|The Knot 2000
(K2K) function GetMirrorImageKnot (webMathematica GetMirrorImageKnot)
generates P-data of the mirror
image of any KL.
The first tables of knots were made experimentally by Tait, Kirkman and Little in the second part of XIX century (Tait, 1876/77a,b,c, 1883/84, 1884/85; Kirkman, 1885a,b; Little, 1885, 1890, 1892, 1900 ). The first book which contains knot tables is Knotentheorie by K. Reidemeister (1932). In those tables knots are classified according to their crossing number, every knot is represented by one minimal projection and numbered according to the place it occupies in the tables (in the Alexander-Briggs notation). The choice of minimal projections is, probably, random. The only order that can be recognized is that non-alternating knots are given after alternating ones. After K.Reidemeister, in the most of knot theory books, knot projections are just redrawn, sometimes turned upside down (e.g., 76), but almost never changed into some non-isomorphic projection of the same knot. The most influential book containing extensive tables of KLs and using already Conway seminal paper (1970) and Conway notation is D.Rolfsen's Knots and Links (1976). The only repetition in his tables was found by K.Perko (the famous Perko pair), who corrected also the Conway's eleven crossing tables where four knots were missed (Perko, 1974, 1982).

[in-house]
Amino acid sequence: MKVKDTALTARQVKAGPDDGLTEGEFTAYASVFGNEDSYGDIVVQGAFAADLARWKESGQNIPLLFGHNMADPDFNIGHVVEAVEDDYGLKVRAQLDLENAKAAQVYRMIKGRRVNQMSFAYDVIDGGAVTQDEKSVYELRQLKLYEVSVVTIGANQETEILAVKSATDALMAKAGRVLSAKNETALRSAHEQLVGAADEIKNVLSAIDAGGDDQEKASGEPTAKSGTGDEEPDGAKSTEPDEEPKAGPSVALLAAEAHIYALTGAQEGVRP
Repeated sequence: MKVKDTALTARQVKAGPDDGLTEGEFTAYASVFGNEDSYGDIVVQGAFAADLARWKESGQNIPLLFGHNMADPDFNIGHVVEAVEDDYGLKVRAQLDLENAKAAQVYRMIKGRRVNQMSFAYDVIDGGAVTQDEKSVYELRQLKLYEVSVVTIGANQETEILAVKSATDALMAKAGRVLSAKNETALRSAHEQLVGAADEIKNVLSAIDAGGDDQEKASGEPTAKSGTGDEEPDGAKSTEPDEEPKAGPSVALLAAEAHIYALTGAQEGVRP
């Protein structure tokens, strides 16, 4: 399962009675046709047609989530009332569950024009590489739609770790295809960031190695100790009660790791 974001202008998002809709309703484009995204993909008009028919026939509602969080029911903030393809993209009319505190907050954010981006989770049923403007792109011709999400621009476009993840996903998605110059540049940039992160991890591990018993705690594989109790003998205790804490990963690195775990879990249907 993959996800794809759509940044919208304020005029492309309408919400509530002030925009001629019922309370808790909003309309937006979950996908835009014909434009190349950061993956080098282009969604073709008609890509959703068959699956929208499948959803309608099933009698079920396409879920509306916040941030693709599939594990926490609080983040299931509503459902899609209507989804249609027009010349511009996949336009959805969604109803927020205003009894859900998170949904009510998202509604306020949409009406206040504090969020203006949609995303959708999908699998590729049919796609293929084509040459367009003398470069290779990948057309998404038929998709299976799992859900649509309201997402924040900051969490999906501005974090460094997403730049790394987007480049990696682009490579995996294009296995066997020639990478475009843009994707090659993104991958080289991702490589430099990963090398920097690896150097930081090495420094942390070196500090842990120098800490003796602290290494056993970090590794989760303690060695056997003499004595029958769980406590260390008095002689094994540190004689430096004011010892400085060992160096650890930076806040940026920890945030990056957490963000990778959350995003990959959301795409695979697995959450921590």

The KL notation that follows Alexander-Briggs and Reidemeister's concept we will call the classical notation of KLs, where a symbol of the form nij denotes ith knot or link with n crossings and j components, and for knots the upper index j = 1 is omitted. This classical notation that gives no information about any KL except its place in knot tables has been preserved till now in the most of knot theory books. For the first non-alternating knot diagram appearing in knot tables, and denoted in classical notation as 819, one of the possible Gauss codes for it and its mirror image will be
respectively. In the same way, for the first non-alternating link, denoted 633, Gauss codes could be